She couldn't wait for this stranger, and he was outnumbered anyway. She had to get the birds now. There were two chicks up there, getting fat on whatever their parent had brought them. Training could begin sooner if the birds had empty stomachs. She had a mind to get to work as soon as night fell, sooner if possible.
She ordered the warriors to subdue the stranger while she and her two apprentices bagged the chicks. Quietly, they grounded the canoe and spread out around the tree.
Raven hopped out of her canoe, and she saw one of the warriors holding a pair of boots in astonishment. She looked up, to where Talon sat on the branch, and saw the man there, dripping muddy water, bootless and gloveless.
"The sickness will take him," said Pinion, for her ears alone. Again, his tone was neutral, but the way he read her fears scared her even more.
Taking a deep breath and nodding, she motioned her two apprentices up the tree, and the three of them climbed.
She nearly fell, when the man said something, but Talon interrupted then.
"What is this?" he said, prodding the man's hands with his spear.
Whatever else they said was lost to Raven, for her apprentices now fended the raptor away from its chicks. She reached in with a thickly gloved hand, grabbed the meal and tossed it out. Then she took the squirming chicks — almost full-grown, they were exactly the right age for training — and put them in the sack.
She climbed back down, and her apprentices poked at the raptor until it fled, bleeding.
"Totanbeni?" the man said.
"He's one of them," Talon growled, prodding the stranger again. "But he doesn't look like one of them."
"He's caught the sickness. We should leave him here." A warrior waved the boots and strange, rectangular object at Talon to come down.
"Yes, let's leave him here."
"Leave him here? No!" the man said in his strong Totanbeni accent.
The warriors laughed at him, held up his boots and gloves and the strange tablet thing he had held.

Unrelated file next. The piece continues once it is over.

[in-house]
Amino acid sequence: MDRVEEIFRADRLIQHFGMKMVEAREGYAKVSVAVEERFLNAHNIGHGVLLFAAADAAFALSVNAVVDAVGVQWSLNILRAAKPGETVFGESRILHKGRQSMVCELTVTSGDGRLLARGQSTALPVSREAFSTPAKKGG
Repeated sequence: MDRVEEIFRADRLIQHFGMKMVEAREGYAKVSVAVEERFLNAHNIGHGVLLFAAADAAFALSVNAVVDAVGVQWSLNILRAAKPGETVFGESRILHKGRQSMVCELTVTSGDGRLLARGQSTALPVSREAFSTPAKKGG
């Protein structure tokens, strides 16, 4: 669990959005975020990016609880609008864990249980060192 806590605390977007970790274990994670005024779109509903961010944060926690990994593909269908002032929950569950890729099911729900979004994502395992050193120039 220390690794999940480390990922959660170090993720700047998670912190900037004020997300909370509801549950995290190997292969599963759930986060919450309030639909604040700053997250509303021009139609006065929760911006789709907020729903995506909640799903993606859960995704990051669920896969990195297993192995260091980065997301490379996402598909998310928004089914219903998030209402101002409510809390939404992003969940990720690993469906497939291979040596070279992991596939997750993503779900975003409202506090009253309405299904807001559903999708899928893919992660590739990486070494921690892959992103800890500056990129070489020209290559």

"He knows the language pretty well," Pinion murmured to Raven as Talon tried to convince the strange man that he was going to die no matter what happened to his boots.
"What are you suggesting?" Raven said just as quietly.
Pinion made a chopping motion, a gesture meant to tell her how stupid she was. "Remember the tales from the Darstein? The strange tall ships that arrived at the edge of the Totanbeni land?"
She felt her eyes widen. "They couldn't have made it so far up the river so fast."
"Not as a tribe, maybe, but as an individual?"
Now she made the chop gesture, a smile on her lips. "He is just a suicide, to wander off alone."
"It may explain why he is covered in mud."
There was a shout from above. The man grappled with Talon on the branch, the two of them lurching in their precarious position, shaking the entire tree. Suddenly they both fell off, and Raven held her breath as Talon landed face-first in the mud. Pinion held her back, and two warriors grabbed the struggling stranger.
"Don't be stupid," Pinion whispered harshly, and Raven felt irritation rise in her — at Pinion, at Talon, but mostly at herself. She was in charge here. This wasn't supposed to happen. And Pinion shouldn't have to remind her of her duty.
Talon leapt to his feet, staring blindly around him, scraping mud frantically from his face and screaming madly. He wandered in circles, never coming close to anyone. Suddenly, he started running and dove into the river.
Raven didn't know if he ever surfaced, because Pinion guided her back to the canoe quickly, and her apprentices dropped the chicks near her. The warriors returned, leaving the man but taking his boots, gloves and the man's device. They shoved off, the man staring stupidly after them.
He must have no idea what trouble he is in, she thought. Pinion is right. He must be from those ships. But alone? It made no sense. Everyone knew power came from the tribe. To go alone, that would be to kill yourself.
So she stared over her shoulder at the man who had killed Talon, but didn't know why Talon had died. In her heart, she felt peace, because this stranger would surely die by morning.
* * * * * *
Mucker found the man's body two grass islands to the west, bloated and full of water. Reur inspected it carefully, cautiously using a pair of long sticks to inspect the damage the worms had done to him. Tread stripped the man of boots and gloves, while talking slowly about who he was.
"Vagal," he said. "Bird tribe. This man was a warrior. The feathered hat person you described was their bird keeper. They came for the hawk's chicks."
Reur didn't understand half of it, but he did understand why Tread had sent Mucker out to find the body. Reur couldn't travel very far without boots. This fact he tucked away, because he couldn't write it down. The water, the mud, most of the plants were all poisonous, and from then on, anything that could move itself could probably kill you. Tread's story about the plants that could eat people must be a poor translation.